‘Do they actually get into jobs?’

The Glasgow University study says that people in Scotland who were young and unemployed in the 1990s are still struggling to find work today.

The researchers pinpointed the worst affected as those who were out of work for more than a year after leaving school.

In the 1990s the last vestiges of heavy industry in Scotland disappeared with the closure of places like the Ravenscraig steelworks near Motherwell.

The study said many school leavers in the last decade had become ‘trapped in a series of casual short-term jobs’.

And they said the trend was towards more casual work, rather than stable employment.

The researchers interviewed young men they first contacted in 1996 as part of their study of unemployed 18 to 24-year-olds.

One man, Dale, now aged 27, said: ‘I had just done two years of a college course and wanted to do something useful, but you are sitting in the house.

‘All you’re doing is writing to job adverts and you’re getting a small forest of “thank you, but we will keep your letter under review blah, blah, blah” letters.’

Young men who found themselves out of work for more than a year after they left school in the nineties said they were still struggling to find steady, long-term employment more than five years later.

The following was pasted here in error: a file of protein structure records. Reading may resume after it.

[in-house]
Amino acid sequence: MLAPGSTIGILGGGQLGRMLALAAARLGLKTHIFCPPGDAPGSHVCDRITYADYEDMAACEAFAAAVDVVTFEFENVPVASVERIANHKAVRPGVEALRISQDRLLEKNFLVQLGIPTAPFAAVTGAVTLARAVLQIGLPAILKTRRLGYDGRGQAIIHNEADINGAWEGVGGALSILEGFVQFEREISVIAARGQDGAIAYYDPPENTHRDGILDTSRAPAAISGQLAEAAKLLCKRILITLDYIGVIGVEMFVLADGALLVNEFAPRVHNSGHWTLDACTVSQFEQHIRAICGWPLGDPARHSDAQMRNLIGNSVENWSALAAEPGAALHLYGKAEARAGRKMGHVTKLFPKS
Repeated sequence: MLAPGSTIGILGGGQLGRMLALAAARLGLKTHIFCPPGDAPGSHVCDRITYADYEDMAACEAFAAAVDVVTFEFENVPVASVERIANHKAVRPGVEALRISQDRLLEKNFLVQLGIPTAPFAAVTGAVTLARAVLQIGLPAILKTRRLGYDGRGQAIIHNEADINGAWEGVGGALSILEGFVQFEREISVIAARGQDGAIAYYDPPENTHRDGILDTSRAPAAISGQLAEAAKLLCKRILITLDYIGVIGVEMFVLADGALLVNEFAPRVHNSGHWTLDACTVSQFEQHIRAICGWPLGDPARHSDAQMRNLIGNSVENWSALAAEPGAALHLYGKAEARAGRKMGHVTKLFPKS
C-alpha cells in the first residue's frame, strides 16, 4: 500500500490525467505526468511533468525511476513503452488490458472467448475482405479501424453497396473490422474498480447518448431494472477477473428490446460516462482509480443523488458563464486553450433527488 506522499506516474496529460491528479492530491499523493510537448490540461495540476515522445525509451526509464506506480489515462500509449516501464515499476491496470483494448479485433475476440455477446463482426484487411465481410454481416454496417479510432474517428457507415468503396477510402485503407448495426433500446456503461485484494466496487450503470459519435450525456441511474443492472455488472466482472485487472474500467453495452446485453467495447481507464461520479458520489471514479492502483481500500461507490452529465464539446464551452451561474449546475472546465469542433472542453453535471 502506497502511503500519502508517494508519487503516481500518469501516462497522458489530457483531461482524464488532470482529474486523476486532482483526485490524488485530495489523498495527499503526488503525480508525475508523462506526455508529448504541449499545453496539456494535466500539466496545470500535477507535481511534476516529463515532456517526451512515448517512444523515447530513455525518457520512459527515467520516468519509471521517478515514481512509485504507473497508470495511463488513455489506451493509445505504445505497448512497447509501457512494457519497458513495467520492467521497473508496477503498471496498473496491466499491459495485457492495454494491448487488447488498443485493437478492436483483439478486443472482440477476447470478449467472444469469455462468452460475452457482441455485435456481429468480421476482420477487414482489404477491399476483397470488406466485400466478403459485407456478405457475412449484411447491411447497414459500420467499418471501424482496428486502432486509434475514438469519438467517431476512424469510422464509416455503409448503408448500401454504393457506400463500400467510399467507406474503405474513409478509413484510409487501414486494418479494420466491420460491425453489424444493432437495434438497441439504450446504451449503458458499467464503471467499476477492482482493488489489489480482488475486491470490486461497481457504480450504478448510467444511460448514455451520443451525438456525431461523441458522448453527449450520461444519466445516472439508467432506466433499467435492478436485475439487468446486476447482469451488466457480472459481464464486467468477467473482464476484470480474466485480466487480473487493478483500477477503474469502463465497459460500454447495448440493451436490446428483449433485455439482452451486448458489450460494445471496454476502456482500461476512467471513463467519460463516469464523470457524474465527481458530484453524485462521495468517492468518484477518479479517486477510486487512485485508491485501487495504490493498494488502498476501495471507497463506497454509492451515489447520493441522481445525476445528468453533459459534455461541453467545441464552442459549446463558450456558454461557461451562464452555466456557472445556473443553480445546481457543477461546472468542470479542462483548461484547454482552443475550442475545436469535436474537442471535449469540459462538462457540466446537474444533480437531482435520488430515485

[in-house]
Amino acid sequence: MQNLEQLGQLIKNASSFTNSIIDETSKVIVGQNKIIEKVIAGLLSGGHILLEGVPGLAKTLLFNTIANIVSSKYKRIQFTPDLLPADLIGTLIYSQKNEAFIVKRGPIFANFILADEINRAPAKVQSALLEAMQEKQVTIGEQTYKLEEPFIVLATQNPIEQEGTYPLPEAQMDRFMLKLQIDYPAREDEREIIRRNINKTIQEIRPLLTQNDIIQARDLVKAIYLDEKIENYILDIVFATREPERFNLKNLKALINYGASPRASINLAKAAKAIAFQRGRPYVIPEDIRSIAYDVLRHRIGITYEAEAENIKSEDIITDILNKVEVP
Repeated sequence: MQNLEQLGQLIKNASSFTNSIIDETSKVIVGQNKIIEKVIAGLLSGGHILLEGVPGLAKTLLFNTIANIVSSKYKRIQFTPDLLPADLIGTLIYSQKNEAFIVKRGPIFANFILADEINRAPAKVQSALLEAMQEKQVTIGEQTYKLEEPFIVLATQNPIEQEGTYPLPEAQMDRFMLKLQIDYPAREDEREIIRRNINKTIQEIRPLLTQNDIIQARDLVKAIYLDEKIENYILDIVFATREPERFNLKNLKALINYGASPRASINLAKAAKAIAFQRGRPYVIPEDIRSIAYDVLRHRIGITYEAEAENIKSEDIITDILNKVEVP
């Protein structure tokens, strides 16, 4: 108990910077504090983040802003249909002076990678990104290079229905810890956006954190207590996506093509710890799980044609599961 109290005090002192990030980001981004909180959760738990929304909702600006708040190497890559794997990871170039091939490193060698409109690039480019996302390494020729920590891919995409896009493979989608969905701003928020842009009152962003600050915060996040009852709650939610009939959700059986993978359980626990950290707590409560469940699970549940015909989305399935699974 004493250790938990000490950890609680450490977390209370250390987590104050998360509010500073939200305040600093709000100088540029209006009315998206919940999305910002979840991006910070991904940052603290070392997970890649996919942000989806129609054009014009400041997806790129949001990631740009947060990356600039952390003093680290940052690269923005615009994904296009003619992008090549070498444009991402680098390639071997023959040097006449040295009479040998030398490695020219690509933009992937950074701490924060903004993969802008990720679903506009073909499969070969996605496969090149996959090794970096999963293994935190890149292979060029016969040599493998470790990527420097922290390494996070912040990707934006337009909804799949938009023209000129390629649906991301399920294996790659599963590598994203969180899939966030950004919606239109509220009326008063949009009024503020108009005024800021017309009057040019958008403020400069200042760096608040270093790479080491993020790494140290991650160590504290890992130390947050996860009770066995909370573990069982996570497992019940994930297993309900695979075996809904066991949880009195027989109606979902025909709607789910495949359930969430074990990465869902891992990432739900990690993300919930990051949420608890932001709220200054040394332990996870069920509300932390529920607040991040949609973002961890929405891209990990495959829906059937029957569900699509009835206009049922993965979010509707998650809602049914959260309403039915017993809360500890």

Despite the government’s ‘New Deal for Youth’ and falling levels of official unemployment claimants, many had found themselves trapped in a series of short-term, cheap labour jobs.

Most of the unemployed youth the Glasgow University researchers had first interviewed in 1996 had left school with few qualifications and spent time on Youth Training Schemes – mostly for an occupation that held little interest for them.

Since then, they had experienced long-term unemployment, typically followed by a wide range of low-skilled/unskilled jobs and further periods without work.

The opportunities available tended to be temporary, with few opportunities for further training, they said.

Redundancy was usually the result of changes in their employer’s demand for labour rather than any dissatisfaction with their work.

Yet, in spite of having spent extensive periods out of work, most of the 32 men interviewed remained committed to finding employment.